The maddening money-making culture

The promises of financial liberation have warped our social engines to the point where other values are discarded. | JP Valery, Unsplash

Benz De Marshall Pierre | Staff Writer

In the United States, the dictates of money have been followed to the letter. These dictates are present in government statutes in the form of tax breaks for the affluent, and in school, children learn that the country was built on the back of industry. Even on YouTube one can hardly escape the pull of advertisements hoping to interest you in some kind of business. 

All this has the effect of creating a culture where the single-minded pursuit of money has become a lifestyle. What is troubling is that many people have no better alternative. It’s the reason why people take on multiple jobs and sometimes neglect the upbringing of their young children. 

Our dear Florida, a city famous for melting an assortment of cultures, has now pushed many people out in search of a better, less expensive life. The rigidity has become unbearable. 

The so-called gurus have managed to amplify the fast money scheme by successfully garnering a strong following base made up of those infected with the prospects of making loads of money. In many respects, a college degree has almost lost some of its meaning, and to a growing number of young men, school is an old story and money is all that matters. 

Those who have not yet forsaken a college education are pressured to get stellar grades in hopes of making it in a predatory economy that rewards four years of education with a meager salary, on top of which is added saddling debt.

But the gospel of capitalism does not cease, and despite calls for an improvement of the people’s lot, no radical change ever takes place. Many band-aids are placed giving the appearance of change. 

This in itself triggers the drive to make money for the sake of it. The United States especially seems drunk with neoliberal policies that twist every drop of energy out of the working poor in furtherance of its ideal. It markets the “American Dream” to those willing to break their backs to secure it and won’t even offer proper care to those on whose backs it is built. 

But the images of those who “made it” must be dangled in front of our faces to keep a pliable mass that continues to believe in the truth of that gospel. Because of this, many are running in droves toward the most recent fast money scheme, thinking it is their ticket to paradise.

One is then forced to choose between starvation or the modicum salary you will get for being a slave to a monotonous task that will bore you out of your wits, but a choice must be made. No matter the circumstances, one has no choice but to return to the soul-sucking task of merely existing to pay rent and other services of basic necessity.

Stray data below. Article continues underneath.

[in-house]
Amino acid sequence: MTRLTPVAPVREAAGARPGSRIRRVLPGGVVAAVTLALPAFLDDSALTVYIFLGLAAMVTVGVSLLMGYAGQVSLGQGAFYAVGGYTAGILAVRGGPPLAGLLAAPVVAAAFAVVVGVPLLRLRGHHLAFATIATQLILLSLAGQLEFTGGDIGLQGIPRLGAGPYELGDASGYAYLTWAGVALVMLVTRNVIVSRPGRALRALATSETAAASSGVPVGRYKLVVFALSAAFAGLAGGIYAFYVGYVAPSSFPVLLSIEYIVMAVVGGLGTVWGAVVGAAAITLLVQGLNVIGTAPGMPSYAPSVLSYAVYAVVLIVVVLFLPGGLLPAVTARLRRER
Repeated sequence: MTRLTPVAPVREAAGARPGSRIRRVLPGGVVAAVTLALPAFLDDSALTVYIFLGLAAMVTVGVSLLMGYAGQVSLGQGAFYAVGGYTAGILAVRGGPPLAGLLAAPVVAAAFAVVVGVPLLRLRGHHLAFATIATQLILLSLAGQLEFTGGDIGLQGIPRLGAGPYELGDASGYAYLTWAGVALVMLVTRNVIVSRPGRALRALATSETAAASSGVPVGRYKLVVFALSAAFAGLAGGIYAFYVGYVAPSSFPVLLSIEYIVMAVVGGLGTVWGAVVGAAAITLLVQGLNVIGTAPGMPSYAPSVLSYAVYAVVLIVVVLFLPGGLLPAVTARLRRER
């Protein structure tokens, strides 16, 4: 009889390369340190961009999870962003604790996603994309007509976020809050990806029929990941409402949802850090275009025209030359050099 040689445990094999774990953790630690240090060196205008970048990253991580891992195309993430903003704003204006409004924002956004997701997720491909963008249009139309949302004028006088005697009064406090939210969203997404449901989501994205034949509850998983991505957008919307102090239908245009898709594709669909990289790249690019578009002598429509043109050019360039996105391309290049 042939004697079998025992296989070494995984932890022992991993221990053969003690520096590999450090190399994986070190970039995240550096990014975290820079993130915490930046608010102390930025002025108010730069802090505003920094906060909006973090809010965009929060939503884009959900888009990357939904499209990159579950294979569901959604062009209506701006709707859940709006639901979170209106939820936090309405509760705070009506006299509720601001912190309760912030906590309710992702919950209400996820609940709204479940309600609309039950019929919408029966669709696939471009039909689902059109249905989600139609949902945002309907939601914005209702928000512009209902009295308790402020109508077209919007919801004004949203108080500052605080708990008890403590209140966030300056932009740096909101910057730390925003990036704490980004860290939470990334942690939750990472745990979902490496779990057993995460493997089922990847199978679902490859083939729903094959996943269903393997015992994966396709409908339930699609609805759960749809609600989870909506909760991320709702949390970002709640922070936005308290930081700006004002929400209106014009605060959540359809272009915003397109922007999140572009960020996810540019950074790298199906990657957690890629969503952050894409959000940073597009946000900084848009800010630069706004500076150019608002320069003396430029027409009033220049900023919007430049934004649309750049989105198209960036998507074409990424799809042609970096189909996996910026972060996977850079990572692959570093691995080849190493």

The glamorous lifestyle proudly showcased by those who have climbed the ladder serves as an inspiration for those who lack such means. In a world that mostly celebrates success and glosses over the road traveled, some of those rising to the top had to pull deeply unethical tricks to make it. Those who refuse to bend to the harshness of life, draw deep inspiration from those who conquered it all, and actively look for their ticket to paradise too. Once there, the world does change. 

As people become embroiled in this money-seeking whirlpool, life loses some of its charm. In Miami, it creates a paradox. Life is often hardly lived for the sake of finding some merriment in the simple pursuit of happiness, as happiness is chased at the expense of other things; it is lived for the sake of surviving. This also blurs our sense of collectivity and makes us beg for more financial structures that can allow us to make more. 

The working men who reject the seduction of this hustling business, are labeled weak or are said to be part of the herd. According to that logic, only those with a herd mentality refuse the simple-minded pursuit of money. 

As the number of affluent people increases, those who lack such means revere the efforts of their social betters and see in them the epitome of the American Dream. In pursuit of that dream, we are often willing to tolerate inequality, thinking that it is necessary. 

It isn’t that money is bad, rather, it is that the promises of financial liberation have warped our social engines to the point where other values are discarded. Our intrinsic values, those that guide us in the right direction, take a back seat.

The senseless pursuit of money should be vanquished by something bigger. As money is pursued, it should simply help secure this life to which its lack condemns us, not as an end in itself. 

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